The UK’s largest housebuilder is expected to earn record profits this year that was boosted by a rise in house prices and home completions.
Barratt Developments said this morning that profits before tax for the year are set to be around £835m, rising nine per cent from £765.1m in 2017, as a rise in mortgage lending and the government's Help-to-Buy scheme helped drive the better-than-expected outlook.
Total home completions rose 1.1 per cent to a decade high of 17,579 for the year ending 30 June, while average selling price rose five per cent to £289,000 compared with £275,200 pounds the year before.
The news comes despite a recent announcement from north west-based Barratt that the firm would stop building homes in central London amid price cuts on existing stock.
Equity analyst Anthony Codling said: "There may be uncertainty in the macroeconomy, but it appears that an English person's home is still their castle and as worries over Brexit increase, it seems that faith in bricks and mortar rises even further."
The FTSE 100 firm’s positive projections buck a recent trend of higher costs and lower profit margins among some of the UK’s major housebuilders.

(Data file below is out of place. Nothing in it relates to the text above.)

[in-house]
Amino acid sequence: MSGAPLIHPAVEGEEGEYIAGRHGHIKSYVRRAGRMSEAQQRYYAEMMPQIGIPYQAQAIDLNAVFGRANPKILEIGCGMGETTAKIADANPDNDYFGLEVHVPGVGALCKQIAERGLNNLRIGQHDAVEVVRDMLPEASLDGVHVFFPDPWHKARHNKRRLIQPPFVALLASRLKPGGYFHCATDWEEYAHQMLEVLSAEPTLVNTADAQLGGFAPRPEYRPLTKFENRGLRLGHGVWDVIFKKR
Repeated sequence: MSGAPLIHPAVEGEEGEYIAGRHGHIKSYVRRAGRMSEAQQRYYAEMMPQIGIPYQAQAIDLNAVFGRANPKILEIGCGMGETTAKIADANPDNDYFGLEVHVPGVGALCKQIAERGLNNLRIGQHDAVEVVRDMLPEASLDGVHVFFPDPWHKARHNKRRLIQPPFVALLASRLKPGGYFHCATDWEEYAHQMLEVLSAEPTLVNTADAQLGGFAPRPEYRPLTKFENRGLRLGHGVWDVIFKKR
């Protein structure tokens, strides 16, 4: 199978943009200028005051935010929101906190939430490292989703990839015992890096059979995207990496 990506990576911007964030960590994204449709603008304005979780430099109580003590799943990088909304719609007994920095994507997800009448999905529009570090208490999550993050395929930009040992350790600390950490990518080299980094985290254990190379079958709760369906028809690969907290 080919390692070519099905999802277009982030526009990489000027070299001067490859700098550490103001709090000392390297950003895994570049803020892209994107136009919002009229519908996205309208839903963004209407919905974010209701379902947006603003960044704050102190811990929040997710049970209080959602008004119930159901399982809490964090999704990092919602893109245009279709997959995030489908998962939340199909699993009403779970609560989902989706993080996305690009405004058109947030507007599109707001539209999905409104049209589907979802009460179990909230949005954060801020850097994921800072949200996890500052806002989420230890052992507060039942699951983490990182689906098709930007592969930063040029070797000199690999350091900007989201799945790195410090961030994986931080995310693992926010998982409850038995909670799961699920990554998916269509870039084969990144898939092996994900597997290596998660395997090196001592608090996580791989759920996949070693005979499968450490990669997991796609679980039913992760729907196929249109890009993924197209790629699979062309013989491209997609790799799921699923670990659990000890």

Richard Hunter, head of markets at interactive investor, said: "The problems which Barratt is facing are, for the most part, not of its own making. Mixed economic data, the possibility of rising interest rates, perhaps even as early as next month and falling house prices have weighed heavily on the sector. The ongoing uncertainty around the implications of Brexit on the economy shows no signs of abating as the strategy (and indeed composition) of the government remains unclear."
David Thomas, chief executive, said: "It has been a very good year for the Group both operationally and financially with strong customer demand for our high quality new homes across our business."
Thomas added: "The Group has traded well throughout the year, and delivered a strong financial and operational performance. Market conditions remain supportive, with attractive mortgage financing available and strong consumer demand for our homes across the country."
While Barratt said that it would still target the outer London market, last month Thomas described property in the centre of the capital as "very challenging to sell".